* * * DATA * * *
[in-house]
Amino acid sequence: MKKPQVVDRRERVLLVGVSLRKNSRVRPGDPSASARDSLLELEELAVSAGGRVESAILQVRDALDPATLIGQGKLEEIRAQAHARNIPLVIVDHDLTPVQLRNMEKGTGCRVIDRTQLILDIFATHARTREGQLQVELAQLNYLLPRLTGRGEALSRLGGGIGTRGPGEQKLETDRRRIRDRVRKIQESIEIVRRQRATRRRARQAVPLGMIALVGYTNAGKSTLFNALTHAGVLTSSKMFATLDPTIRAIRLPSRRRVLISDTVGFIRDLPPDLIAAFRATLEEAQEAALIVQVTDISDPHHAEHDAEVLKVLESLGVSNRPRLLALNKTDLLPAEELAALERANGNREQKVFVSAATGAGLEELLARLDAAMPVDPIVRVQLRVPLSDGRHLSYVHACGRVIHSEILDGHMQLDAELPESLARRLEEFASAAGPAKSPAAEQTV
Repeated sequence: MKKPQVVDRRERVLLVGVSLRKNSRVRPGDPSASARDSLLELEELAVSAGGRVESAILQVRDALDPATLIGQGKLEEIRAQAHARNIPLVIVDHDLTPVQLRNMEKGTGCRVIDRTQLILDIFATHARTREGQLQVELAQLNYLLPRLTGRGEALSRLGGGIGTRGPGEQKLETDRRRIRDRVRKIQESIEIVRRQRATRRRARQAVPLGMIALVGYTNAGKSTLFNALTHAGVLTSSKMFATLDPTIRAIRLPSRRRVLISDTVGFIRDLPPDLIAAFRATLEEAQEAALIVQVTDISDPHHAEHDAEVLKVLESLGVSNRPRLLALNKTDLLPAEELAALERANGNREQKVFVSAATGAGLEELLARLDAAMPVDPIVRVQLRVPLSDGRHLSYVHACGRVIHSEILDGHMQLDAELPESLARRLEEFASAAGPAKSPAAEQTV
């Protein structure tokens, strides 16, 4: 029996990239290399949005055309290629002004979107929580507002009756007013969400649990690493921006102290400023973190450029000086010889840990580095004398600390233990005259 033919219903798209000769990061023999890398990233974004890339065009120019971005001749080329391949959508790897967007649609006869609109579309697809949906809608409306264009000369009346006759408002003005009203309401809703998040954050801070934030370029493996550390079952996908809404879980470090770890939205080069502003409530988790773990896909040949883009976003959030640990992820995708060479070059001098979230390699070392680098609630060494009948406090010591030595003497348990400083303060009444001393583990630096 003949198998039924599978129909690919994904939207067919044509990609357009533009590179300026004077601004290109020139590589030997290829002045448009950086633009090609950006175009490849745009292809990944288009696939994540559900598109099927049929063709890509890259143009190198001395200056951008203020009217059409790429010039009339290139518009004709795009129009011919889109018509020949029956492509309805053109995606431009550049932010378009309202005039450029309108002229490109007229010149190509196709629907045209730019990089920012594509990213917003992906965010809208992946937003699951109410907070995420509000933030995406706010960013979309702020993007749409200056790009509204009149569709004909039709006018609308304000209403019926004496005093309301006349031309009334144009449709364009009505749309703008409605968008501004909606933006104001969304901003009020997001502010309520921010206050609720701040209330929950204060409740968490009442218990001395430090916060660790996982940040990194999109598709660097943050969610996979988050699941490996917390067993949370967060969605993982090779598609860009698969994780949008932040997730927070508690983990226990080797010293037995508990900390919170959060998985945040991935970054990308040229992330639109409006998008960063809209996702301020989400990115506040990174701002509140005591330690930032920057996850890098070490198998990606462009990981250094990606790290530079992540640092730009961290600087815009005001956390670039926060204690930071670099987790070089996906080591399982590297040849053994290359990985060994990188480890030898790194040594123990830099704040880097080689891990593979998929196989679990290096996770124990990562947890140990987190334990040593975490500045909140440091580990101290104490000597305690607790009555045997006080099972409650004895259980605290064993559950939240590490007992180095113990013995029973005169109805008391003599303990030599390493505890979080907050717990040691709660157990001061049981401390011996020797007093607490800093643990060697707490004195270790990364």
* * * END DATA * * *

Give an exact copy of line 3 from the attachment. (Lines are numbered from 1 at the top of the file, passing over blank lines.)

Repeated sequence: MKKPQVVDRRERVLLVGVSLRKNSRVRPGDPSASARDSLLELEELAVSAGGRVESAILQVRDALDPATLIGQGKLEEIRAQAHARNIPLVIVDHDLTPVQLRNMEKGTGCRVIDRTQLILDIFATHARTREGQLQVELAQLNYLLPRLTGRGEALSRLGGGIGTRGPGEQKLETDRRRIRDRVRKIQESIEIVRRQRATRRRARQAVPLGMIALVGYTNAGKSTLFNALTHAGVLTSSKMFATLDPTIRAIRLPSRRRVLISDTVGFIRDLPPDLIAAFRATLEEAQEAALIVQVTDISDPHHAEHDAEVLKVLESLGVSNRPRLLALNKTDLLPAEELAALERANGNREQKVFVSAATGAGLEELLARLDAAMPVDPIVRVQLRVPLSDGRHLSYVHACGRVIHSEILDGHMQLDAELPESLARRLEEFASAAGPAKSPAAEQTV